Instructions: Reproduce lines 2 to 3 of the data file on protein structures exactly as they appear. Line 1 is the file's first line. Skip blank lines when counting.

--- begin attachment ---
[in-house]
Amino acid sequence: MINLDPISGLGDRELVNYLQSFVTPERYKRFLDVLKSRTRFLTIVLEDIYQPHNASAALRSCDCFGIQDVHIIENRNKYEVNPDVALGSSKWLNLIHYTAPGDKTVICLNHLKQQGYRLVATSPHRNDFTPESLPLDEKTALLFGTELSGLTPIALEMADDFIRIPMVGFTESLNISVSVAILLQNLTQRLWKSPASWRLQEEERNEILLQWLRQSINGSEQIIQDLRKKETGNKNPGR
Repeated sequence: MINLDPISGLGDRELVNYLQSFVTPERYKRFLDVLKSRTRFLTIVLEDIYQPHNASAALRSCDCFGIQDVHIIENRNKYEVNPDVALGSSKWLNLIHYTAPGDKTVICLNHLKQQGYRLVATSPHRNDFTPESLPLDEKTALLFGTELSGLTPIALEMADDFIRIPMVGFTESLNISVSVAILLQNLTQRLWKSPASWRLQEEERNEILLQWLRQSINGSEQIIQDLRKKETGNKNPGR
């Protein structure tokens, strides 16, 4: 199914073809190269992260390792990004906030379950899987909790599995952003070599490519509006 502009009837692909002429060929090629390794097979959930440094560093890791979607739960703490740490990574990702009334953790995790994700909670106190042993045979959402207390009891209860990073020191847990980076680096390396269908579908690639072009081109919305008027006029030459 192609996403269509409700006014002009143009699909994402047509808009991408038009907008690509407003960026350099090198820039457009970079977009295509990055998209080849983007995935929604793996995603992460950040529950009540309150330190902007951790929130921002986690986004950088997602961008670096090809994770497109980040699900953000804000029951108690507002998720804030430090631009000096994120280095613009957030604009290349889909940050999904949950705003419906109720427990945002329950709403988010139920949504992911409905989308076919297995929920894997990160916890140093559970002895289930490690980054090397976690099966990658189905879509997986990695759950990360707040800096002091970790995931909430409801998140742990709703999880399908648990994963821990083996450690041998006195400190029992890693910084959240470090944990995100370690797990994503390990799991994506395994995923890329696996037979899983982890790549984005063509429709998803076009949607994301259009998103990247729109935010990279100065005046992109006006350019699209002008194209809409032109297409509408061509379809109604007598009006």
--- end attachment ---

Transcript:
Amino acid sequence: MINLDPISGLGDRELVNYLQSFVTPERYKRFLDVLKSRTRFLTIVLEDIYQPHNASAALRSCDCFGIQDVHIIENRNKYEVNPDVALGSSKWLNLIHYTAPGDKTVICLNHLKQQGYRLVATSPHRNDFTPESLPLDEKTALLFGTELSGLTPIALEMADDFIRIPMVGFTESLNISVSVAILLQNLTQRLWKSPASWRLQEEERNEILLQWLRQSINGSEQIIQDLRKKETGNKNPGR
Repeated sequence: MINLDPISGLGDRELVNYLQSFVTPERYKRFLDVLKSRTRFLTIVLEDIYQPHNASAALRSCDCFGIQDVHIIENRNKYEVNPDVALGSSKWLNLIHYTAPGDKTVICLNHLKQQGYRLVATSPHRNDFTPESLPLDEKTALLFGTELSGLTPIALEMADDFIRIPMVGFTESLNISVSVAILLQNLTQRLWKSPASWRLQEEERNEILLQWLRQSINGSEQIIQDLRKKETGNKNPGR